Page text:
Sunday, November 26, 2006

French 2007 Presidential Elections: Hello Again, Monsieur Le Pen

The slate is just beginning to warm up for the April 22, 2007 Presidential first round. The results will be very important in determining the future of France's republican democracy, and hence of its economy, its social stability, and its adhesion to the European Union, or at least to the EU's stated goals and principles.

The Left

segolene royal
[Thanks to 20minutes.fr for the photo.]

The socialist left is united behind the Lady in White, Segolene Royal. Ms. Royal loves to address her constituency as "les militants." She has yet to define her platform in great detail, but we can glean what her party intends in the following sentence from the Socialist Party website (my translation):

"In deference to the values of democratic socialism, we want to rely on the power of government, the State, local associations, but even more on the citizens and social forces, to reign in capitalism and delimit the market to the economic sphere, combat inequality, redistribute wealth, preserve ecological balance -- in one word, transform society."

Hm. No small ambition.

On the economic front, which I believe to be the foundation of any successful society, they do not bring much specificity to their economic platform, either on their site or anywhere else that I've seen or heard to date. It seems these petty details will be ironed out in 2007 (before or after the elections?) through a "National Conference" of the various social partners, "to define general orientation and specific proposals concerning employment, salaries, work conditions and the nature of the social safety net, in both the private and public sectors." This vagueness is not very reassuring to me, but perhaps it will suffice for the fervent and religiously faithful militant leftist voter base.

Basically, we can assume what they want to do is re-nationalize the privatized industries and re-instate job and salary guarantees, i.e. undo all the hard work of the present government to disassemble these corporate and labor straightjackets. French businesses need to become more competitive, so they can hire more freely and get all those unemployed "hooligans" off the street; but the left doesn't agree with the present administration's free-market policies. The details of the left's alternative top-down cure-all will be debated in the above-mentioned national conferences. (More haze, at least up to this point.)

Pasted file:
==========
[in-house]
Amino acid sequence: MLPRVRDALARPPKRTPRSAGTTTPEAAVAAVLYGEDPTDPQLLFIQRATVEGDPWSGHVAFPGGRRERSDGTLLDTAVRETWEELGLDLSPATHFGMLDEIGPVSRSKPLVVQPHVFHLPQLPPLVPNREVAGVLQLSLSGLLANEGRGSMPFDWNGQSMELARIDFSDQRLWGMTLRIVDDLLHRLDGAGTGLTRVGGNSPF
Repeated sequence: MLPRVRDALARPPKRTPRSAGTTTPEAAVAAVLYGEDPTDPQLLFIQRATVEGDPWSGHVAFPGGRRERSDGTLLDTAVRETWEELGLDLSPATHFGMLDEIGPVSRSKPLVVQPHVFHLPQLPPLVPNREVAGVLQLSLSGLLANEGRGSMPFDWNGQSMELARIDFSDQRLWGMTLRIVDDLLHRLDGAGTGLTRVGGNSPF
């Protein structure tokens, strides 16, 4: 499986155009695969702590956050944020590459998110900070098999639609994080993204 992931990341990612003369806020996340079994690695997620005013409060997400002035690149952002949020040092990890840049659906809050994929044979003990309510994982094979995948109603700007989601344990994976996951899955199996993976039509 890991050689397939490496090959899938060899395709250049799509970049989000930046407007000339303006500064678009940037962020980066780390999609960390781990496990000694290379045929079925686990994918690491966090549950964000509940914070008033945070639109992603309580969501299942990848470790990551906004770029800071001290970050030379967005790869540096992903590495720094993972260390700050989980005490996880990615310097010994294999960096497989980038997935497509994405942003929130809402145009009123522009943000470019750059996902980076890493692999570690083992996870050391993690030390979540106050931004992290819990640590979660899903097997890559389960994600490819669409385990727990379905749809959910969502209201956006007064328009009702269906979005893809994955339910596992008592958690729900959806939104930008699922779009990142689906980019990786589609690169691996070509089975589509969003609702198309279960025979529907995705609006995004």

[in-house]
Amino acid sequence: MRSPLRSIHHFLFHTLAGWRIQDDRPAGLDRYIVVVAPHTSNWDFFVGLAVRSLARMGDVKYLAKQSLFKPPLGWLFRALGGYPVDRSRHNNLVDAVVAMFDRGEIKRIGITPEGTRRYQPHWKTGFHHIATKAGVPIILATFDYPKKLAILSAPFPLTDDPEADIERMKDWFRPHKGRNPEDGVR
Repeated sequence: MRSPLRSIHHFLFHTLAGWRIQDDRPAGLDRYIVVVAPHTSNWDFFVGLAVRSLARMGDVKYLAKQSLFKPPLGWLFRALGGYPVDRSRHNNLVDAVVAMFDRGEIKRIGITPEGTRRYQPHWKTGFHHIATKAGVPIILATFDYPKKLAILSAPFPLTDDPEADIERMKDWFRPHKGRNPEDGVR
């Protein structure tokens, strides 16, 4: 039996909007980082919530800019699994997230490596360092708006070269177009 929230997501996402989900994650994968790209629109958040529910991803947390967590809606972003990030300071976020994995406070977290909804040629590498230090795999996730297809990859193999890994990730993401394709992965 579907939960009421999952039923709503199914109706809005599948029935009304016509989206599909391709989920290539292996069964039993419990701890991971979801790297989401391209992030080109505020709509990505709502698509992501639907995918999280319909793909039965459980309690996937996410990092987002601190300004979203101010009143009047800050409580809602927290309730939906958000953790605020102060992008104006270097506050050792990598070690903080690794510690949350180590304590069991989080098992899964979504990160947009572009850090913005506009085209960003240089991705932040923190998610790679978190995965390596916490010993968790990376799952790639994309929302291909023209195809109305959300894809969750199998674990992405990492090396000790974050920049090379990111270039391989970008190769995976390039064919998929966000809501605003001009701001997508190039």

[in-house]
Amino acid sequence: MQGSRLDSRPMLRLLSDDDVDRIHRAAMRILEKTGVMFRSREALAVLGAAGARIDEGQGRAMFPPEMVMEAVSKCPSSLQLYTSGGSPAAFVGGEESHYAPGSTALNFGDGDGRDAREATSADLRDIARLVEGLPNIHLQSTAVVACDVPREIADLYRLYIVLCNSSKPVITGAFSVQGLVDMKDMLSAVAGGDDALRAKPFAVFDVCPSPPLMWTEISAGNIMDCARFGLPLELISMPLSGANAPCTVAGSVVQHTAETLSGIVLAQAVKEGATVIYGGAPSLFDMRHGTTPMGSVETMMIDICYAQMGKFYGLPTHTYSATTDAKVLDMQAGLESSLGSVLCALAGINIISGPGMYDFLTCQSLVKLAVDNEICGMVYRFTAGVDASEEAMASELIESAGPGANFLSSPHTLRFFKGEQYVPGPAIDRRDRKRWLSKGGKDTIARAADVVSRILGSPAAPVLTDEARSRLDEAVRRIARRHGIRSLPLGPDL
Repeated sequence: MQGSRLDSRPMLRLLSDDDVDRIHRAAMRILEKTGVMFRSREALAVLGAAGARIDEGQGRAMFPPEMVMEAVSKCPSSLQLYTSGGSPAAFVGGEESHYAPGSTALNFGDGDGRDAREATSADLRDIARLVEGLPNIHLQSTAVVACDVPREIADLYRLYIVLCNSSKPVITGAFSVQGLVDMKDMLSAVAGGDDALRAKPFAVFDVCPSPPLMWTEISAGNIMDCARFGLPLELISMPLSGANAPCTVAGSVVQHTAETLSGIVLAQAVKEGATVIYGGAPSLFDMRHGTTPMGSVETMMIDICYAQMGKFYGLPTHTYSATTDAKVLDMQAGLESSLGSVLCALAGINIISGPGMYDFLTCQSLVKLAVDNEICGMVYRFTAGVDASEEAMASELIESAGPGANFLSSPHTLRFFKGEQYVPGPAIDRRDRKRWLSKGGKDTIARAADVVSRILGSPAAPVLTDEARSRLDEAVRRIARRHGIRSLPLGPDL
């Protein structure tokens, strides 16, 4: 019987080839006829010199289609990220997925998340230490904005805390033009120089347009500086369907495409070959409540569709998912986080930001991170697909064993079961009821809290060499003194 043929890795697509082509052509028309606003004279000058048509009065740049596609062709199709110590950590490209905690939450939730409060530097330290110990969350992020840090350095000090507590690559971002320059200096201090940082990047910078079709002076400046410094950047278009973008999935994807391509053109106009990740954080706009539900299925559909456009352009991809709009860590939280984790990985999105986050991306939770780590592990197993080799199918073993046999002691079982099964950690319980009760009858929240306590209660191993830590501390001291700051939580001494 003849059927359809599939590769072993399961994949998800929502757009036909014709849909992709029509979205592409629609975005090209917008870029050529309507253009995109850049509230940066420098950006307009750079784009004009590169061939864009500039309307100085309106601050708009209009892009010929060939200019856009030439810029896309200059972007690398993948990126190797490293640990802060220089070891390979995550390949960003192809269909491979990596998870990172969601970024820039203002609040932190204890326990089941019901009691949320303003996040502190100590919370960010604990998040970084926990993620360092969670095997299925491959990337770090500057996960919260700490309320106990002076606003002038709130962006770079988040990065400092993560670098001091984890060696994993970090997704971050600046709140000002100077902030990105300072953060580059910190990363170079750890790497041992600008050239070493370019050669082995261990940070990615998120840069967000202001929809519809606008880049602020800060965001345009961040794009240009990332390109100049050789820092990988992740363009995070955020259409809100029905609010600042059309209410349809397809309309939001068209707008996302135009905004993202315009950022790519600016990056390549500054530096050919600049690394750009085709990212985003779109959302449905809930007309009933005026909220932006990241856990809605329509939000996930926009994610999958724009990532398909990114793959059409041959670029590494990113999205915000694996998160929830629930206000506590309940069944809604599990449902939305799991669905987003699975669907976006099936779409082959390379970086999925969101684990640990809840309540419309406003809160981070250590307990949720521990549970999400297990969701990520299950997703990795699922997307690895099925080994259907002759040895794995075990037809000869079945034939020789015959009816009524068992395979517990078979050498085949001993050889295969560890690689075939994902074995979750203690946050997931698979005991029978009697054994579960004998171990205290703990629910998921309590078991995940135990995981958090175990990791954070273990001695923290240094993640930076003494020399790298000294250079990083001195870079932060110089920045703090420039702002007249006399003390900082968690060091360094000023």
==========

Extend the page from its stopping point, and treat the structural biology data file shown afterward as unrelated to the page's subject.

The Right

The right (or what the French call the right, which is more like the cent... no, actually in France it's just a little right of left) is less unified. You have (1) President Chirac, who may run for a third term (some say to avoid prosecution for a few alleged criminal dealings while he was mayor of Paris, but in fact Chirac has already covered that base by appointing an important and friendly judge to the pertinent position); (2) Nicolas Sarkozy, Chirac's feisty and well-spoken Minister of the Interior, who seems to have outshined Chirac's Prime Minister De Villepin through his aggressive national security measures and more open and hip marketing to France's younger voters; and (3) Francois Bayrou, running for a more centrist party and trying to capitalize on government corruption on both left and right. (My sentimental favorite, Edouard Fillias of the "Alternative Liberale" -- "liberale" in the classic-economic sense, i.e. an equivalent of our Libertarian Party -- doesn't have a chance in hell, in spite of their youth, enthusiasm, amazing lucidity, and courage.)